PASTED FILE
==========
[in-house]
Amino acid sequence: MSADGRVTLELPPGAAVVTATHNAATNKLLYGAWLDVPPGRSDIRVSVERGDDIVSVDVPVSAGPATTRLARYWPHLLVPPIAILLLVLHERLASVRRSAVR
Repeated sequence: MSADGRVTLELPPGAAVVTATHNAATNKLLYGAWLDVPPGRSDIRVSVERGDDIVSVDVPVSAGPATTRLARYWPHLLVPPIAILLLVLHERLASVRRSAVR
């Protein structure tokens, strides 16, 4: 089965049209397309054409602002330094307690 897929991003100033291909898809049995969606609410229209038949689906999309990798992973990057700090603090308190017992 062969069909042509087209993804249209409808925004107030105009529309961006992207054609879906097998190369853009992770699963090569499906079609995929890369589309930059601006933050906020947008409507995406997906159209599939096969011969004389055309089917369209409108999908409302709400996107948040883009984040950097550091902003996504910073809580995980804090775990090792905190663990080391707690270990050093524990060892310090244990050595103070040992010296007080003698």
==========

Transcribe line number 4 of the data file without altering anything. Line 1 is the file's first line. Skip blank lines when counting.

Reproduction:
């Protein structure tokens, strides 16, 4: 089965049209397309054409602002330094307690 897929991003100033291909898809049995969606609410229209038949689906999309990798992973990057700090603090308190017992 062969069909042509087209993804249209409808925004107030105009529309961006992207054609879906097998190369853009992770699963090569499906079609995929890369589309930059601006933050906020947008409507995406997906159209599939096969011969004389055309089917369209409108999908409302709400996107948040883009984040950097550091902003996504910073809580995980804090775990090792905190663990080391707690270990050093524990060892310090244990050595103070040992010296007080003698």